The Xia Dynasty (Chinese: 夏朝; pinyin: Xià Cháo; Wade-Giles: hsia-ch'ao) of China is the first dynasty to be described in ancient historical records such as Records of the Grand Historian and Bamboo Annals. According to Warring States and Han texts, the Xia Dynasty was established by the legendary Yu the Great after Shun gave his throne to him, and was later defeated and replaced by the Shang.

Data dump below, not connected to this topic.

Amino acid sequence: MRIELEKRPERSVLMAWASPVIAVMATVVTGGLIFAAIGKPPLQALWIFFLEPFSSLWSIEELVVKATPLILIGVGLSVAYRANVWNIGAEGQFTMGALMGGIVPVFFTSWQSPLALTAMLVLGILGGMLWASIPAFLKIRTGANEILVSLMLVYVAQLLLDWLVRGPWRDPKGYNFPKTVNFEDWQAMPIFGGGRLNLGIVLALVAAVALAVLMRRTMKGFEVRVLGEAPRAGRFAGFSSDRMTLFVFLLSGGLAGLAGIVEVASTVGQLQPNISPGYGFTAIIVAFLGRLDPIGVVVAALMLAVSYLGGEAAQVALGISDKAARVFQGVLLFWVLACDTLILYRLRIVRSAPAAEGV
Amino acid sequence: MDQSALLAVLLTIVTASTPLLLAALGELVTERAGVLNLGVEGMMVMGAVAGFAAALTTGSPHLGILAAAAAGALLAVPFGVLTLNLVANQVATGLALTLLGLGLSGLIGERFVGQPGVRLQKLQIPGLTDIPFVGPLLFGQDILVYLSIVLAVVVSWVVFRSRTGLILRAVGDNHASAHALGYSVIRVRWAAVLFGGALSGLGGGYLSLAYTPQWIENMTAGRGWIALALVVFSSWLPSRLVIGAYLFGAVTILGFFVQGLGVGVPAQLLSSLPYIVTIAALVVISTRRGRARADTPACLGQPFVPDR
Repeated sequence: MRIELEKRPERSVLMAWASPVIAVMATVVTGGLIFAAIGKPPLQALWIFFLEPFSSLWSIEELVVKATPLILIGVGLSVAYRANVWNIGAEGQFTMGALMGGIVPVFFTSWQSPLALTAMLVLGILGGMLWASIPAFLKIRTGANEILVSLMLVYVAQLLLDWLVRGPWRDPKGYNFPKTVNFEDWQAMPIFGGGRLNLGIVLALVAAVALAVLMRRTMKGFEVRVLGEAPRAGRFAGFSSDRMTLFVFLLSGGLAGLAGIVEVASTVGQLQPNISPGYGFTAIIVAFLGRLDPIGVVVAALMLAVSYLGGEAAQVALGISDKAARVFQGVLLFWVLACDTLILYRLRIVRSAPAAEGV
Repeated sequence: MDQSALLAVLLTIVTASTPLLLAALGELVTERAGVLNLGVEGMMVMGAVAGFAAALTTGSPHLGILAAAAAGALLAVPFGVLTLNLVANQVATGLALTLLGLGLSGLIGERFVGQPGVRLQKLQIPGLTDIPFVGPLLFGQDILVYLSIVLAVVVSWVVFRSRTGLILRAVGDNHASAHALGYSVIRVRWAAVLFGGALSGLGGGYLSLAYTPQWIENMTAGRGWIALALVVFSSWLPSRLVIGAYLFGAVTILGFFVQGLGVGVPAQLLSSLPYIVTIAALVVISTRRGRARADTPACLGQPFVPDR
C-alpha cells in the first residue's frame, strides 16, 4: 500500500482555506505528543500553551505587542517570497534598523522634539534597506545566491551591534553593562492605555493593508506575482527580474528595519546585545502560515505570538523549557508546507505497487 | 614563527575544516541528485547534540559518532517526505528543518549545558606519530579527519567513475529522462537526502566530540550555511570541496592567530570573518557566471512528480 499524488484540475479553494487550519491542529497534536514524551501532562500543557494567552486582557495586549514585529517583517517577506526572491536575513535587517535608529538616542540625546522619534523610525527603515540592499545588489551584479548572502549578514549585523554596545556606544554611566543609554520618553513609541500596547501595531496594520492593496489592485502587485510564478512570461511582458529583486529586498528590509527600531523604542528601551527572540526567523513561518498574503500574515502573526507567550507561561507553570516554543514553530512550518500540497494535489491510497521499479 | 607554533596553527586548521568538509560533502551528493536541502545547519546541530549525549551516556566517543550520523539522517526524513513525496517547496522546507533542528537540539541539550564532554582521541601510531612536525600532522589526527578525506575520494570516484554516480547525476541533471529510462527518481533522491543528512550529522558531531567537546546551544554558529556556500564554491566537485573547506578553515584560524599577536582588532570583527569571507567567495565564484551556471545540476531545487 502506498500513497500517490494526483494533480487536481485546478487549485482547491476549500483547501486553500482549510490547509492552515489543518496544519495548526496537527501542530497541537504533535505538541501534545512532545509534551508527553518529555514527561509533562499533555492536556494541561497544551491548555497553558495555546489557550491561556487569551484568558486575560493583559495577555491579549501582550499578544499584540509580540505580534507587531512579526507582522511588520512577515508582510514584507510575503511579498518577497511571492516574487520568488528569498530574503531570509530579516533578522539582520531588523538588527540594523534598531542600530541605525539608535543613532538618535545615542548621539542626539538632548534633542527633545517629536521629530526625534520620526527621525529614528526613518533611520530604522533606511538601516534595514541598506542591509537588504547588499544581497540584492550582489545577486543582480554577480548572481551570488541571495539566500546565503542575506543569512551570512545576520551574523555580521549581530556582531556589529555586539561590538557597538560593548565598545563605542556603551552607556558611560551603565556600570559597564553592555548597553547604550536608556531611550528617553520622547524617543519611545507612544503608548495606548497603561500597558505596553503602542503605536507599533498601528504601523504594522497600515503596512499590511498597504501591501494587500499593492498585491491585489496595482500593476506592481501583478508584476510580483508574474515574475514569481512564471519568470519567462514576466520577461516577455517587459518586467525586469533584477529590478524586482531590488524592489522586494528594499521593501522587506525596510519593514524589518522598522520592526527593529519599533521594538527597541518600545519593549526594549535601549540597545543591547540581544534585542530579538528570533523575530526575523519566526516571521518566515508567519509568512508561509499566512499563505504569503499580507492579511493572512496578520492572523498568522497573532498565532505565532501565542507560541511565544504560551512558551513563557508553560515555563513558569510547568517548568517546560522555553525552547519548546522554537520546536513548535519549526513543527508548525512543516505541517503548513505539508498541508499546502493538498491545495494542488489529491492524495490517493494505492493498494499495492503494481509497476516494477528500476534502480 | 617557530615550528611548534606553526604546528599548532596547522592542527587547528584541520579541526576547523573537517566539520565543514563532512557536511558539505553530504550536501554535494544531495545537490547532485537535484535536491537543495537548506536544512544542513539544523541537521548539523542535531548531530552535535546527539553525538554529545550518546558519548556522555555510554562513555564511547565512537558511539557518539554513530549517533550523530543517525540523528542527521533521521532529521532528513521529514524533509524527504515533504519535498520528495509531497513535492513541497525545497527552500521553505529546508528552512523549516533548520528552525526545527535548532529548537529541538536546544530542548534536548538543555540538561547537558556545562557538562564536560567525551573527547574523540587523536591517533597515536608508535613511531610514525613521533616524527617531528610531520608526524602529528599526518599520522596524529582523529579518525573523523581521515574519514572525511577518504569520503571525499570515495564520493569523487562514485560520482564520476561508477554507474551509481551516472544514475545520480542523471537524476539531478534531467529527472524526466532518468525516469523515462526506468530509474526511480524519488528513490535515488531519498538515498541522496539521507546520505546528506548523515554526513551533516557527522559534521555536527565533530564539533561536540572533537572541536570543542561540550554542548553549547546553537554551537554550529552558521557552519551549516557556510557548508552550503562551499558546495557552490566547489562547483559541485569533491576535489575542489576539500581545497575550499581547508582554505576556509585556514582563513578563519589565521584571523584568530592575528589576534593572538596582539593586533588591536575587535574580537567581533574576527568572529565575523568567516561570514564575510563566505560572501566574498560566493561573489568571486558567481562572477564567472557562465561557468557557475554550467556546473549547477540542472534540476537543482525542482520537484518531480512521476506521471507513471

According to the traditional chronology based upon calculations by Liu Xin, the Xia ruled between 2205 and 1766 BC; however, according to the chronology based upon the Bamboo Annals, it ruled between 1989 and 1558 BC. The Xia Shang Zhou Chronology Project concluded that the Xia existed between 2070 and 1600 BC. Because there are no textual records earlier than about 1200 BC in China, it is impossible to prove the existence of the Xia, despite efforts by Chinese archaeologists to link the Xia with the Erlitou archaeological site. If the Xia did exist, it could only have been one of the many polities that are known from archaeological evidence, and not a dynasty that ruled China. The tradition of tracing Chinese political history from heroic early emperors to the Xia to the Shang, etc., comes from the idea of the Mandate of Heaven, in which only one legitimate dynasty can exist at any given time, and was promoted by the Ru school (including Confucius) in the Eastern Zhou period, later becoming the basic position of imperial historiography and ideology. Thus although the Xia is an important element in early Chinese intellectual history, reliable information on the history of China before 1200 BC can only come from archaeological evidence.